GETSI - GEodesy Tools for Societal Issues
The GETSI teaching materials feature geodetic data and quantitative skills applied to societally important issues (climate change, natural hazards, water resources, etc.). These materials were designed and developed by teams of faculty and content experts, underwent rigorous review and classroom testing, and are ready for use in your undergraduate classroom.
Teaching Materials Available Now
Becca Walker (Mt. San Antonio College)
Leigh Stearns (University of Kansas)
In this 2-3 week module, students interpret geodetic data from Greenland to assess spatial patterns and magnitudes of ice mass change and consider mechanisms and timescales for ice mass loss. They also investigate the relationship between ice mass change and global and regional sea level, with an emphasis on the ongoing and future implications of sea level change on civilization. Materials for student reading and preparation exercises, in-class discussions, lab exercises, small group activities, gallery walks, and wall walks are provided, as well as teaching tips and suggestions for modifications for a variety of class formats.
Bruce Douglas (Indiana University-Bloomington)
Kate Shervais & Chris Crosby (UNAVCO)
And other contributors
Part of GETSI Field Collection: Geodetic imaging technologies have emerged as critical tools for a range of earth science research applications from hazard assessment to change detection to stratigraphic sequence analysis. In this module students learn to conduct terrestrial laser scanner (TLS) and/or Structure from Motion (SfM) surveys to address real field research questions of importance to society. Both geodetic methods generate high resolution topographic data and have widespread research applications in geodesy, geomorphology, structural geology, and more. The module can be implemented in four- to five-day field course or as several weeks of a semester course.
Bruce Douglas (Indiana University)
Gareth Funning (University of California Riverside)
This module focuses on the integration of new and emerging geodetic data sets that have revolutionized our ability to understand the processes and fault parameters that control the particular characteristics of a given earthquake. As such, the units provide insight into the fundamentals of fault behavior and the geological record of this behavior as manifest in the geomorphology of the land surface (tectonic geomorphology). Through analysis of this tectonic landscape, students will develop an appreciation that this subject area requires 4-D thinking that is spatial, and temporal considerations as repeated events on a single fault are recorded in the evolution of the surface topography. Additionally, earthquakes have a direct impact on humans through the potential disruption of societal support infrastructure, and the magnitude and location of this disruption can be determined. The module units can be used individually or integrated into traditional laboratory exercises on faults and fault properties and geometries as well as strain analysis that records ongoing deformation. Finally, the module exposes students to a number of digital tools already common at the professional level, including those used to perform modeling of an earthquake.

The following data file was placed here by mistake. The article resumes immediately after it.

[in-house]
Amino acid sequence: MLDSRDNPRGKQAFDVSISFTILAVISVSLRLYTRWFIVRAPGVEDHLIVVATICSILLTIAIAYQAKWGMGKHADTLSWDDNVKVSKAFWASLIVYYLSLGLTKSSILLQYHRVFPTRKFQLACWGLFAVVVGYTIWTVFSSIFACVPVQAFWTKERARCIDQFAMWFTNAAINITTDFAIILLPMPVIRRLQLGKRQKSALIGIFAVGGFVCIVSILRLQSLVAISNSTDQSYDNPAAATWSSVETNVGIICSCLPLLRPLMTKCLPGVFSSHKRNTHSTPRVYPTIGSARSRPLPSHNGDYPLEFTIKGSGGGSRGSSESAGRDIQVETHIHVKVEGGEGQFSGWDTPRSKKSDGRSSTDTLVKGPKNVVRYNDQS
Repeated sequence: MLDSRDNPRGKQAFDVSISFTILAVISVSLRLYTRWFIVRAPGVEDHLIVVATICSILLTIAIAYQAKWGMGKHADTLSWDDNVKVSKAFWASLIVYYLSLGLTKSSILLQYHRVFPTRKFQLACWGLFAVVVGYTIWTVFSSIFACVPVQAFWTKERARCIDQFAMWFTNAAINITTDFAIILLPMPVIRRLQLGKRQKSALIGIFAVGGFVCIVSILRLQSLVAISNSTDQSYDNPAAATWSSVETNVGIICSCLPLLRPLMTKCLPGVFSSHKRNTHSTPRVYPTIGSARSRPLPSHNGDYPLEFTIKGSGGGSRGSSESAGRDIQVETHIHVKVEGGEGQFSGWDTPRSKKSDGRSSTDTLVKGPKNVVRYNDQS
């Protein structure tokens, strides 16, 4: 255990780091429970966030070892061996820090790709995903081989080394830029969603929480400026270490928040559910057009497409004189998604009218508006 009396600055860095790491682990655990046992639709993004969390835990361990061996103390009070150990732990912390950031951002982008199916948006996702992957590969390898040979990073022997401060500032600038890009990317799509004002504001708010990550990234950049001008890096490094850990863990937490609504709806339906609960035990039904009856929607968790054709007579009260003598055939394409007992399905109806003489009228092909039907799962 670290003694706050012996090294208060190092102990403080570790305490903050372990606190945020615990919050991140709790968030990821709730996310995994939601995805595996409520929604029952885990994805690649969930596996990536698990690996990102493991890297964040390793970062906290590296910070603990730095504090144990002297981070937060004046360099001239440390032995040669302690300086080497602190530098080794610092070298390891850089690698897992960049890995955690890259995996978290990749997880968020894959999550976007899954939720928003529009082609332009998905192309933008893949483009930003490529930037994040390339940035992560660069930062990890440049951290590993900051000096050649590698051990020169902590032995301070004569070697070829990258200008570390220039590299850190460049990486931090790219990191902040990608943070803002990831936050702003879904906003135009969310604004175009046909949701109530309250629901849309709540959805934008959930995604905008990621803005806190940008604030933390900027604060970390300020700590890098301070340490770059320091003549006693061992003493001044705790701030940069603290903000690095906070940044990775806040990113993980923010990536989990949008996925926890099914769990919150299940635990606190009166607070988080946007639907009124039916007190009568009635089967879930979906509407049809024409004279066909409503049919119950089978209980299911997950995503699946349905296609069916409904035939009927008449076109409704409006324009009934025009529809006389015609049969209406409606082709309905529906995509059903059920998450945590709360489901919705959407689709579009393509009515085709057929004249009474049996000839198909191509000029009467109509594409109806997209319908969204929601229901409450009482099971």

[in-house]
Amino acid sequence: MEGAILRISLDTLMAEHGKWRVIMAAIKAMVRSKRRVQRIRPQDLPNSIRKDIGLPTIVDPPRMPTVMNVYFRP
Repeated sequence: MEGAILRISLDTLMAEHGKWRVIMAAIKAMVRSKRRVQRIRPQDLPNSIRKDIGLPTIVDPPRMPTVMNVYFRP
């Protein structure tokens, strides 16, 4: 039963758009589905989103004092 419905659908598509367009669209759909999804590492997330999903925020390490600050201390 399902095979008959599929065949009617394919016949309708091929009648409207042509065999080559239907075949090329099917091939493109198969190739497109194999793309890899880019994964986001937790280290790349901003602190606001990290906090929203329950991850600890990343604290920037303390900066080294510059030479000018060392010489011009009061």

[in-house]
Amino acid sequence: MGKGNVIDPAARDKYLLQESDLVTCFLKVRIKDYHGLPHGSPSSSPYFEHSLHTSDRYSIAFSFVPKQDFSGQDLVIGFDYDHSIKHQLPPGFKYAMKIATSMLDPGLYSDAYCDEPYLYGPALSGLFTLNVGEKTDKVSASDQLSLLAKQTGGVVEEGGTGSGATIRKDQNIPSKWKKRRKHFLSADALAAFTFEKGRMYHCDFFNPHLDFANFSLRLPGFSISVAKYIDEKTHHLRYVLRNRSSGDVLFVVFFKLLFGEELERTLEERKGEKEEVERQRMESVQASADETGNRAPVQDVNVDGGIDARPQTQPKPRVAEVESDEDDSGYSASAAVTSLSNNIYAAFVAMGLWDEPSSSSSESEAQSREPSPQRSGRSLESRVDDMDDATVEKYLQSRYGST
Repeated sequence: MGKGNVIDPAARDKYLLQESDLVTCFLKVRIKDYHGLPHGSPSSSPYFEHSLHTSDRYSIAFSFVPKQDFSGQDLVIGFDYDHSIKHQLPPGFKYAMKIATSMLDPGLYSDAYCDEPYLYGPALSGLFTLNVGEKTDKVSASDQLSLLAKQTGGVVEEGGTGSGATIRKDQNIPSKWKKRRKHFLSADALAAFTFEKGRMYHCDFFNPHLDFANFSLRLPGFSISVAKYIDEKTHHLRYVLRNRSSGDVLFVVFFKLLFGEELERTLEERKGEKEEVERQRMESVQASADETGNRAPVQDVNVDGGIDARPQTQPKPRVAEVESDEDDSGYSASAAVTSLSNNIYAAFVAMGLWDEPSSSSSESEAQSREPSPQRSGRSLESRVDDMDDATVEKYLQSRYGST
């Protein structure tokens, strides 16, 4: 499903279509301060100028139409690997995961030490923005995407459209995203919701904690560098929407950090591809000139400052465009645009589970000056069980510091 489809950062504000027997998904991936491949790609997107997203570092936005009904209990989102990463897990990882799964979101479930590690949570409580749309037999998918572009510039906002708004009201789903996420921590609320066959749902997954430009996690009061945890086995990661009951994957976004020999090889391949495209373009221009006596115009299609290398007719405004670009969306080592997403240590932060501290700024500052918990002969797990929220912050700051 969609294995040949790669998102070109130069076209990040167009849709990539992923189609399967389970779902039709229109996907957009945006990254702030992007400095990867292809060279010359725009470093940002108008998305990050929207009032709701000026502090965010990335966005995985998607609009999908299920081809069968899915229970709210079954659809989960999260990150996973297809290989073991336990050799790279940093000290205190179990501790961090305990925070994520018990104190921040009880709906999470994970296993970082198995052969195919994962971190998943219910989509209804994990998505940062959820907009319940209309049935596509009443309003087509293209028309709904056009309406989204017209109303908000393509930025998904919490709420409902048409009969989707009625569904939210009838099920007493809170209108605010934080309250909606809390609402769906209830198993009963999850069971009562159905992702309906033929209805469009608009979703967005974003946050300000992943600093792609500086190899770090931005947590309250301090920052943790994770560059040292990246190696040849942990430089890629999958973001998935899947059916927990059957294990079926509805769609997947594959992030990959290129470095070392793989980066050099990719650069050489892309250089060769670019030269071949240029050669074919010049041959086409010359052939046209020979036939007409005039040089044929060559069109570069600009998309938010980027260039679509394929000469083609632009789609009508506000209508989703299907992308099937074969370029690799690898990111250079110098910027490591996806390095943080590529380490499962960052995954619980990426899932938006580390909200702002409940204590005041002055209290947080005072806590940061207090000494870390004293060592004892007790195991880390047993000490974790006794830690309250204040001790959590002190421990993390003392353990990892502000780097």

Vince Cronin (Baylor University)
Phillip Resor (Wesleyan University)
Understanding how the Earth's crust deforms is crucial in a variety of geoscience disciplines, including structural geology, tectonics, and hazards assessment (earthquake, volcano, landslide). With the installation of numerous high precision Global Positioning System (GPS) stations, our ability to measure this deformation (strain) has increased dramatically, but GPS data are still only rarely included in undergraduate courses, even for geoscience majors. In this module students analyze GPS velocity data from triangles of adjacent GPS stations to determine the local strain. Students learn about strain, strain ellipses, GPS, and how to tie these to regional geology and ongoing societal hazards. A case study from the 2014 South Napa earthquake helps students make connections between interseismic strain and earthquake displacements.
Measuring Water Resources with GPS, Gravity, and Traditional Methods (Majors level): in final revision
Authored by Bruce Douglas (Indiana University) and Eric Small Tilton (University of Colorado)
Surface Process Hazards (Introductory level): in final revision
Authored by Becca Walker (Mt. San Antonio College) and Sarah Hall (College of the Atlantic)
High Precision Positioning with Static and Kinematic GPS/GNSS (Majors level; Field Collection): in development
Authored by Benjamin Crosby and Ian Lauer (Idaho State University)